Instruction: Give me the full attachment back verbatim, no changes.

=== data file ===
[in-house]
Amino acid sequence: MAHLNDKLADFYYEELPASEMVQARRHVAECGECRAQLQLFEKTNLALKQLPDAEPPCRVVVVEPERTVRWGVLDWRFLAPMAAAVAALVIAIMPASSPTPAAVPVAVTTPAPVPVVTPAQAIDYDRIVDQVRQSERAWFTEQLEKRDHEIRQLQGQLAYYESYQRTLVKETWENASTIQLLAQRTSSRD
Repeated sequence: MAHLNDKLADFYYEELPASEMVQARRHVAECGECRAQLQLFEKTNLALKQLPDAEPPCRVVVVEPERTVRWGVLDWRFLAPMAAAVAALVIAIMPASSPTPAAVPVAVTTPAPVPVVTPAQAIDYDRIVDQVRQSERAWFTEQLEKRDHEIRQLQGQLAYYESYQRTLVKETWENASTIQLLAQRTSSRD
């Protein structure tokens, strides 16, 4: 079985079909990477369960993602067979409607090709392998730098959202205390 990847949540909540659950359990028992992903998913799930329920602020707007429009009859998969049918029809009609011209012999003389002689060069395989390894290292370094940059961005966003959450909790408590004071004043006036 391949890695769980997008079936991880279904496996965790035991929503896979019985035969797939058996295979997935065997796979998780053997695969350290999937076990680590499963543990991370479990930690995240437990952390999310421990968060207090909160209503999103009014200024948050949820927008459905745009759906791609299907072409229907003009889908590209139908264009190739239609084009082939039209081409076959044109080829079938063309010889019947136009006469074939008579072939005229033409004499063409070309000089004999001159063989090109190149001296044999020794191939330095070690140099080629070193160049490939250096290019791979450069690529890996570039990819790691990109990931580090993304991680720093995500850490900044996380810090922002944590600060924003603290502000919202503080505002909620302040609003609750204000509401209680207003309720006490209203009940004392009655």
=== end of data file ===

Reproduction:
[in-house]
Amino acid sequence: MAHLNDKLADFYYEELPASEMVQARRHVAECGECRAQLQLFEKTNLALKQLPDAEPPCRVVVVEPERTVRWGVLDWRFLAPMAAAVAALVIAIMPASSPTPAAVPVAVTTPAPVPVVTPAQAIDYDRIVDQVRQSERAWFTEQLEKRDHEIRQLQGQLAYYESYQRTLVKETWENASTIQLLAQRTSSRD
Repeated sequence: MAHLNDKLADFYYEELPASEMVQARRHVAECGECRAQLQLFEKTNLALKQLPDAEPPCRVVVVEPERTVRWGVLDWRFLAPMAAAVAALVIAIMPASSPTPAAVPVAVTTPAPVPVVTPAQAIDYDRIVDQVRQSERAWFTEQLEKRDHEIRQLQGQLAYYESYQRTLVKETWENASTIQLLAQRTSSRD
């Protein structure tokens, strides 16, 4: 079985079909990477369960993602067979409607090709392998730098959202205390 990847949540909540659950359990028992992903998913799930329920602020707007429009009859998969049918029809009609011209012999003389002689060069395989390894290292370094940059961005966003959450909790408590004071004043006036 391949890695769980997008079936991880279904496996965790035991929503896979019985035969797939058996295979997935065997796979998780053997695969350290999937076990680590499963543990991370479990930690995240437990952390999310421990968060207090909160209503999103009014200024948050949820927008459905745009759906791609299907072409229907003009889908590209139908264009190739239609084009082939039209081409076959044109080829079938063309010889019947136009006469074939008579072939005229033409004499063409070309000089004999001159063989090109190149001296044999020794191939330095070690140099080629070193160049490939250096290019791979450069690529890996570039990819790691990109990931580090993304991680720093995500850490900044996380810090922002944590600060924003603290502000919202503080505002909620302040609003609750204000509401209680207003309720006490209203009940004392009655």